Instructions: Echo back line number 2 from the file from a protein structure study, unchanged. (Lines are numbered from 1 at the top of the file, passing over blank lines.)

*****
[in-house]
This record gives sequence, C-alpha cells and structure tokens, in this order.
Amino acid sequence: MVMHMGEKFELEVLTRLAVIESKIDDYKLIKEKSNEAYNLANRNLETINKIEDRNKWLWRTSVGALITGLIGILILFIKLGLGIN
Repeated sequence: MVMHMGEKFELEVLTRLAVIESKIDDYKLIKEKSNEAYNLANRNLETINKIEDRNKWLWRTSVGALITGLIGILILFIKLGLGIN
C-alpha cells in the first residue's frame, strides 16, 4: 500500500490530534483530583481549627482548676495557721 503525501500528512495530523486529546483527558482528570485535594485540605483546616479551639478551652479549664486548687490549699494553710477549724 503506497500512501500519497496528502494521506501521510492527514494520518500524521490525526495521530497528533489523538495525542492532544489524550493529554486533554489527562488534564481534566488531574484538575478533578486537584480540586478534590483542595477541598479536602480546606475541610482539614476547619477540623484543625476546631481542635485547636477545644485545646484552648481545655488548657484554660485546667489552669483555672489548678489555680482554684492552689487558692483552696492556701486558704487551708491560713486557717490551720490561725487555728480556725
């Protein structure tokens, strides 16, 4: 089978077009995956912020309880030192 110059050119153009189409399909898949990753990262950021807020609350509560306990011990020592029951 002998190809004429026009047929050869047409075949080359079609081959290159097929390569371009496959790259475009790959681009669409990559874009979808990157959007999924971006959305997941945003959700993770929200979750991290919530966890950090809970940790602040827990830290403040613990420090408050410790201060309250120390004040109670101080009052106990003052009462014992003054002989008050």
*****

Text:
This record gives sequence, C-alpha cells and structure tokens, in this order.